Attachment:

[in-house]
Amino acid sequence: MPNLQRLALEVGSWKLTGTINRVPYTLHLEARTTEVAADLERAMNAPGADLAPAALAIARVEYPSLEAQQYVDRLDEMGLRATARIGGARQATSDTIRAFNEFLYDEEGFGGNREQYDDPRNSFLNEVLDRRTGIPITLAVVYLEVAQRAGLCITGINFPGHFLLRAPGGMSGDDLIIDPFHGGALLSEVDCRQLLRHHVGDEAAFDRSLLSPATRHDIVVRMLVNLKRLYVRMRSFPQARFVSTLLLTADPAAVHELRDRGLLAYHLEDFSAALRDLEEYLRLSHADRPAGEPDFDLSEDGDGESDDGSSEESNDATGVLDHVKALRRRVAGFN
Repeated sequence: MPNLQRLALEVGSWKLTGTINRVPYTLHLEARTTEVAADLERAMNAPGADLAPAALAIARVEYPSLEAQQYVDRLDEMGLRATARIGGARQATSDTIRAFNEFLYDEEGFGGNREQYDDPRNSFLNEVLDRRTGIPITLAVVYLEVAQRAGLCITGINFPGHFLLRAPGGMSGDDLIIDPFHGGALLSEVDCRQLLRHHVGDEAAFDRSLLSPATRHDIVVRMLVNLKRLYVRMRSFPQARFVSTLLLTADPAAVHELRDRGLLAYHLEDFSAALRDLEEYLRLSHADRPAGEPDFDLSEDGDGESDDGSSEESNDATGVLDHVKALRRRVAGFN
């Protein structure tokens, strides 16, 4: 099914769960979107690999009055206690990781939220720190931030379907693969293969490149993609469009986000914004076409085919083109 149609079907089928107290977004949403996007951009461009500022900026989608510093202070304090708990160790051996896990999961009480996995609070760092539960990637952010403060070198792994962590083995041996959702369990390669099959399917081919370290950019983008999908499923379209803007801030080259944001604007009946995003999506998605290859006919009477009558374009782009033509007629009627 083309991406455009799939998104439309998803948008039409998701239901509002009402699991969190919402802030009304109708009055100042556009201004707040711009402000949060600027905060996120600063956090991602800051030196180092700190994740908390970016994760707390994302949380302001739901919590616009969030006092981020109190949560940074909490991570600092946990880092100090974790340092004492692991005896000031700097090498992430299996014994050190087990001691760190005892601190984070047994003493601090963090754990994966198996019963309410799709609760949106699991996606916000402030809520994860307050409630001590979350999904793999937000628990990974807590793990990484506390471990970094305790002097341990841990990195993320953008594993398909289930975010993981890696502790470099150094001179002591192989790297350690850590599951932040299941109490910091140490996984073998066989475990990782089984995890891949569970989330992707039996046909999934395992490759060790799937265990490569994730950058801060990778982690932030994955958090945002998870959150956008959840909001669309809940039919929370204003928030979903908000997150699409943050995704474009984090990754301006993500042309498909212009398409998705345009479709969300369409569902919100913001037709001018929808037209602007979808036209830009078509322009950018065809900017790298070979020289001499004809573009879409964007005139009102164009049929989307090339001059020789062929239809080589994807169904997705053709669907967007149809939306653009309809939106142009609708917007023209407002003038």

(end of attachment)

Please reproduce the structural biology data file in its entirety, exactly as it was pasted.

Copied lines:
[in-house]
Amino acid sequence: MPNLQRLALEVGSWKLTGTINRVPYTLHLEARTTEVAADLERAMNAPGADLAPAALAIARVEYPSLEAQQYVDRLDEMGLRATARIGGARQATSDTIRAFNEFLYDEEGFGGNREQYDDPRNSFLNEVLDRRTGIPITLAVVYLEVAQRAGLCITGINFPGHFLLRAPGGMSGDDLIIDPFHGGALLSEVDCRQLLRHHVGDEAAFDRSLLSPATRHDIVVRMLVNLKRLYVRMRSFPQARFVSTLLLTADPAAVHELRDRGLLAYHLEDFSAALRDLEEYLRLSHADRPAGEPDFDLSEDGDGESDDGSSEESNDATGVLDHVKALRRRVAGFN
Repeated sequence: MPNLQRLALEVGSWKLTGTINRVPYTLHLEARTTEVAADLERAMNAPGADLAPAALAIARVEYPSLEAQQYVDRLDEMGLRATARIGGARQATSDTIRAFNEFLYDEEGFGGNREQYDDPRNSFLNEVLDRRTGIPITLAVVYLEVAQRAGLCITGINFPGHFLLRAPGGMSGDDLIIDPFHGGALLSEVDCRQLLRHHVGDEAAFDRSLLSPATRHDIVVRMLVNLKRLYVRMRSFPQARFVSTLLLTADPAAVHELRDRGLLAYHLEDFSAALRDLEEYLRLSHADRPAGEPDFDLSEDGDGESDDGSSEESNDATGVLDHVKALRRRVAGFN
């Protein structure tokens, strides 16, 4: 099914769960979107690999009055206690990781939220720190931030379907693969293969490149993609469009986000914004076409085919083109 149609079907089928107290977004949403996007951009461009500022900026989608510093202070304090708990160790051996896990999961009480996995609070760092539960990637952010403060070198792994962590083995041996959702369990390669099959399917081919370290950019983008999908499923379209803007801030080259944001604007009946995003999506998605290859006919009477009558374009782009033509007629009627 083309991406455009799939998104439309998803948008039409998701239901509002009402699991969190919402802030009304109708009055100042556009201004707040711009402000949060600027905060996120600063956090991602800051030196180092700190994740908390970016994760707390994302949380302001739901919590616009969030006092981020109190949560940074909490991570600092946990880092100090974790340092004492692991005896000031700097090498992430299996014994050190087990001691760190005892601190984070047994003493601090963090754990994966198996019963309410799709609760949106699991996606916000402030809520994860307050409630001590979350999904793999937000628990990974807590793990990484506390471990970094305790002097341990841990990195993320953008594993398909289930975010993981890696502790470099150094001179002591192989790297350690850590599951932040299941109490910091140490996984073998066989475990990782089984995890891949569970989330992707039996046909999934395992490759060790799937265990490569994730950058801060990778982690932030994955958090945002998870959150956008959840909001669309809940039919929370204003928030979903908000997150699409943050995704474009984090990754301006993500042309498909212009398409998705345009479709969300369409569902919100913001037709001018929808037209602007979808036209830009078509322009950018065809900017790298070979020289001499004809573009879409964007005139009102164009049929989307090339001059020789062929239809080589994807169904997705053709669907967007149809939306653009309809939106142009609708917007023209407002003038």